Trump’s often incoherent and self-contradictory remarks on foreign policy during the election campaign cannot be taken at face value. His scanty comments on North Korea have veered this year from branding Kim Jong il as a “bad dude” and a “maniac” to saying “you have to give him credit” for taking on the country’s “tough generals” in a bloody purge. “He wiped out the uncle. He wiped out this one, that one,” Trump exclaimed in admiration.
As far as policy is concerned, Trump suggested in May that he might talk with Kim. “Why not? What is wrong with talking?” he asked. “I won’t host a state dinner for him. The same goes for the Chinese and others who rip us off.” But, he indicated, a meeting “over a hamburger” might be acceptable. Trump has also suggested that he would use “economics” to strong-arm China into reining in North Korea.
While threatening to pull out of Japan and South Korea if those countries did not pay more for US military protection, Trump’s belligerent “America first” nationalism, threats of trade war against China and plans for a huge military expansion, particularly of the US navy, all point to a stepped-up war drive in Asia and around the world.
One of the frontrunners for the post of secretary of state in the Trump administration is former ambassador to the UN John Bolton, who was one of the most aggressive and militaristic of the Bush administration’s officials.
During a meeting in mid-November, Bolton told South Korean law makers there was a “zero” chance that the US would launch a pre-emptive military strike against North Korea. Such reassurances are worthless, however, given that the US and South Korean militaries are already rehearsing pre-emptive attacks on North Korean nuclear installations and “decapitation raids” on its leaders as part of OPLAN 5015 signed last November.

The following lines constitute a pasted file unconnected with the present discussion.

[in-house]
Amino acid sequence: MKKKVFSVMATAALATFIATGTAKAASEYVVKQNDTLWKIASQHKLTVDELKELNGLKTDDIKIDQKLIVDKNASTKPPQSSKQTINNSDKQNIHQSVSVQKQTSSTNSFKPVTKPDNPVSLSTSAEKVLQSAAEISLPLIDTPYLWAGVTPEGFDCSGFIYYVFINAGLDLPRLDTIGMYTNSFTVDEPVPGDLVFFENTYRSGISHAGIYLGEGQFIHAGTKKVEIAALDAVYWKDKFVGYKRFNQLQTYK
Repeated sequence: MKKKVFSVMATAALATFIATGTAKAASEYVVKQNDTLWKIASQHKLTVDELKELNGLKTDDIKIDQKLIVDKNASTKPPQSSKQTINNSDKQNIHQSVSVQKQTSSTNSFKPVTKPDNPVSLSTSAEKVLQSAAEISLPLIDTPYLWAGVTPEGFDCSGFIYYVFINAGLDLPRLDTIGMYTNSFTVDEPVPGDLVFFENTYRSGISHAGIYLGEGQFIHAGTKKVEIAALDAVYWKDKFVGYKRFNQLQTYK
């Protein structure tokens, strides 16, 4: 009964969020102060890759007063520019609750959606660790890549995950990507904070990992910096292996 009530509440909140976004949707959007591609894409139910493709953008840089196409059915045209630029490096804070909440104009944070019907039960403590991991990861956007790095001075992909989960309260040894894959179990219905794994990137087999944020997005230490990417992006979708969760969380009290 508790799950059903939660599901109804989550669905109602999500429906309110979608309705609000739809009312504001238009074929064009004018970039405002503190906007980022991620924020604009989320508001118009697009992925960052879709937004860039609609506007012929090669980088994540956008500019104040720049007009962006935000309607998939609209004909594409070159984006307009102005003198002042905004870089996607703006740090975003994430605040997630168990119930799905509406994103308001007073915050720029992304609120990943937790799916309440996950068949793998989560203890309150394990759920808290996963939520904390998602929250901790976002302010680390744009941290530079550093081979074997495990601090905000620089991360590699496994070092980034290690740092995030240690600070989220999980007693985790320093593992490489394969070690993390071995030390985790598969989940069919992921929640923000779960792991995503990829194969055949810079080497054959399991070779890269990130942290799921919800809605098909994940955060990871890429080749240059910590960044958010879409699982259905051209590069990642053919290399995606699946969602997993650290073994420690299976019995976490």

As reported by the Yonhap news agency, Bolton also ruled out any negotiations with Pyongyang—in line with his previous scathing criticisms of the six-party talks hosted by China and resulting agreements. The lack of any coherent policy on North Korea on the part of Trump and his advisers only heightens uncertainty and fears in South Korea, where President Park Geun-hy is enmeshed in a huge political crisis, and the region as a whole.
The Wall Street Journal article referred to above cited the remarks of Richard Haass, president of the Council of Foreign Relations, who said the new administration had “little time” to decide on a preferred strategy toward Pyongyang. He commented that without Beijing’s cooperation, “I see little reason to think a combination of sanctions and diplomacy will deter North Korea.”
The newspaper suggested that Trump’s strategy “could ultimately be military” and warned: “Without at least an implicit agreement with China, military steps could trigger a security crisis in the region. US officials aren’t lost on the fact that the 1950–53 Korean War brought the US into direct military conflict with Beijing, which intervened to bolster Kim Jong Un’s grandfather, North Korea’s founder, Kim Il Sung.”
The danger of war is further heightened by Trump’s remarks during the election campaign proposing that Japan and South Korea develop their own nuclear weapons to defend themselves against North Korea, rather than depending on the US. Any moves by either country to build nuclear bombs would completely undermine the Nuclear Non-Proliferation Treaty and trigger a nuclear arms race in Asia and internationally that would greatly exacerbate geo-political tensions and the risks of a nuclear catastrophe.